6

It seems to me that before the Enlightenment, the predominant understanding of the structure of the universe was that the cosmos, while stratified, is unitary- that "the Heavens", which include the spheres of the stars, then of the angels, and the abode of YHWH, have substantial existence in the same way that the Earth does.

An example that this belief was commonplace is Pauls refusal, upon describing an event in which a man "went up to the third Heaven" in 2 Corinthians 12:2, to say if he went up in the body, that is physically, or in the spirit.

It also seems that after the Enlightenment, the predominant understanding of the structure of the cosmos became binary- that there is a physical realm of existence and a spiritual realm of existence, where the spiritual realm both fills and transcends the physical.

Is there historical evidence to suggest that such a transition has taken place within Christendom?

  • According to which particular Christian tradition, Andrew? – user22553 Aug 27 '16 at 1:53
  • I think you've already suggested that transition. – 3961 Aug 27 '16 at 3:56
  • 1
    @fredsbend I mean to suggest it. I am asking if there is any historical evidence from historical analysis – Andrew Aug 27 '16 at 21:10
1

It seems to me that before the Enlightenment, the predominant understanding of the structure of the universe was that the cosmos, while stratified, is unitary- that "the Heavens", which include the spheres of the stars, then of the angels, and the abode of YHWH, have substantial existence in the same way that the Earth does.

When one speaks of Christian beliefs, one must recall that the beliefs which developed in the west - particularly in the medieval period, perhaps beginning with Charlemagne - were in some cases radically different from the beliefs held by the eastern Christians that now, for the most part, form the Orthodox Church.

I don't think any of the Church Fathers had a belief that the abode of God and His angels had any kind of "substantial" existence.


John of Damascus (8th century) explained:

The heaven [sic] is the circumference of things created, both visible and invisible. For within its boundary are included and marked off both the mental faculties of angels and all the world of sense. But the Deity alone is uncircumscribed, filling all things, and surrounding all things, and hounding all things, for He is above all things, and has created all things.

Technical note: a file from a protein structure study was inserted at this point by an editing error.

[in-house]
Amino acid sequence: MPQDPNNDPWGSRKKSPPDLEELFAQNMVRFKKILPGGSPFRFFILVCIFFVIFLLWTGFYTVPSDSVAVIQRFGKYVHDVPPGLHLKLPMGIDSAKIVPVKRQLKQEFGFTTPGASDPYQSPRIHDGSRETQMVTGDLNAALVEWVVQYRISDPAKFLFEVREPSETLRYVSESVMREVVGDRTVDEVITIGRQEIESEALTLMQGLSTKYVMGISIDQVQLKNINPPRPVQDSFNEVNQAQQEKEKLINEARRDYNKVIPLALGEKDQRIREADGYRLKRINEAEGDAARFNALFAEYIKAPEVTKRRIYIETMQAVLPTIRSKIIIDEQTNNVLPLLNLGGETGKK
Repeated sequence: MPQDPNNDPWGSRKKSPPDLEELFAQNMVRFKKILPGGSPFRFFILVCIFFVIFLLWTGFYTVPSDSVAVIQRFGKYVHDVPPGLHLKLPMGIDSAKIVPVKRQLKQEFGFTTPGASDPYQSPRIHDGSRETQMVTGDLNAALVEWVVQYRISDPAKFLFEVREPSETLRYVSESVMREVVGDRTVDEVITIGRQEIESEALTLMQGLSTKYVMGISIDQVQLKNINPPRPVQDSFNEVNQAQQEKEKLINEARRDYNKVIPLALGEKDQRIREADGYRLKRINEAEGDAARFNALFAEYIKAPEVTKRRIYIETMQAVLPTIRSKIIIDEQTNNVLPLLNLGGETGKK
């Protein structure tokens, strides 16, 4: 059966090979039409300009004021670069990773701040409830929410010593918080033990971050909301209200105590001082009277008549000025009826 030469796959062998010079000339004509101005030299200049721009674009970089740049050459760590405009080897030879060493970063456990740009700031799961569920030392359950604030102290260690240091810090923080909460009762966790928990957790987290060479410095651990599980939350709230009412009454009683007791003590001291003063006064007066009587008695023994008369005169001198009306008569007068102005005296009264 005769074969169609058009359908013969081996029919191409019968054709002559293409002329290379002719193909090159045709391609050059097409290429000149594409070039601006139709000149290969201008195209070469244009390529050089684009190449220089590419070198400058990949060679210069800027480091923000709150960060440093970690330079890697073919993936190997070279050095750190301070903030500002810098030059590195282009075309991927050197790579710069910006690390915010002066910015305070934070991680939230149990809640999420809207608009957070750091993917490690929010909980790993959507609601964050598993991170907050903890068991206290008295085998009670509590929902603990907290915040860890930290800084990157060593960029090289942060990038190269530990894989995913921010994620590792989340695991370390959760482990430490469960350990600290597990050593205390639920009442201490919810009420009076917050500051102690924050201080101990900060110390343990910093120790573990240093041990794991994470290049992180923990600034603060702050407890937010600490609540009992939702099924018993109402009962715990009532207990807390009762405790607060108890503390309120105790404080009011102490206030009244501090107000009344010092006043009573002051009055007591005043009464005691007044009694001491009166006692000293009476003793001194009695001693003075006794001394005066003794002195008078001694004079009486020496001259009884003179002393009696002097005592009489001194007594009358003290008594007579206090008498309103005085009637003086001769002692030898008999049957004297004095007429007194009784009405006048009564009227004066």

For the great part the heaven is greater than the earth, but we need not investigate the essence of heaven, for it is quite beyond our knowledge.

-- An Exact Exposition of the Orthodox Faith, Book III

  • 2
    Very interesting. I encourage you to continue developing this answer. Do any of the other Church Fathers have anything to add? – Andrew Jun 28 '16 at 15:54
  • Andrew, I think the other Church Father who wrote extensively on man's relationship to the cosmos is Maximos the Confessor, but I am not that familiar with his writings. (Strangely, both he and John of Damascus had their hands cut off at some point to prevent them from writing further - John, by Calif Al-Wahid I sometime in the 8th century; Maximos, by a heretical Patriarch in Constantinople, sometime in the 7th). Two respected Orthodox theologians also wrote extensively on this in the 20th century: Justin Popović of Serbia, and Dumitru Stăniloae of Romania – user22553 Aug 27 '16 at 11:29
  • can you be more specific with regards to the works in which these authors discuss the matter? – Andrew Aug 27 '16 at 21:12
  • 1
    You might look at Volume II of Staniloae's "Orthodox Dogmatic Theology", which deals with Creation and the Fall. It is available in English. It also occurs to me that Seraphim Rose's "Genesis, Creation and Early Man" could be of interest. He was an American philosopher turned Orthodox monk. These are both works of Orthodox Christian authors, but Orthodox works usually deal with understanding and interpreting the Church Fathers. I'm speculating a bit on Justin Popović. He is considered one of the most gifted Orthodox theologians of the 20th century, but I don't know his works well. – user22553 Aug 27 '16 at 21:19

Your Answer

By clicking “Post Your Answer”, you agree to our terms of service, privacy policy and cookie policy

Not the answer you're looking for? Browse other questions tagged or ask your own question.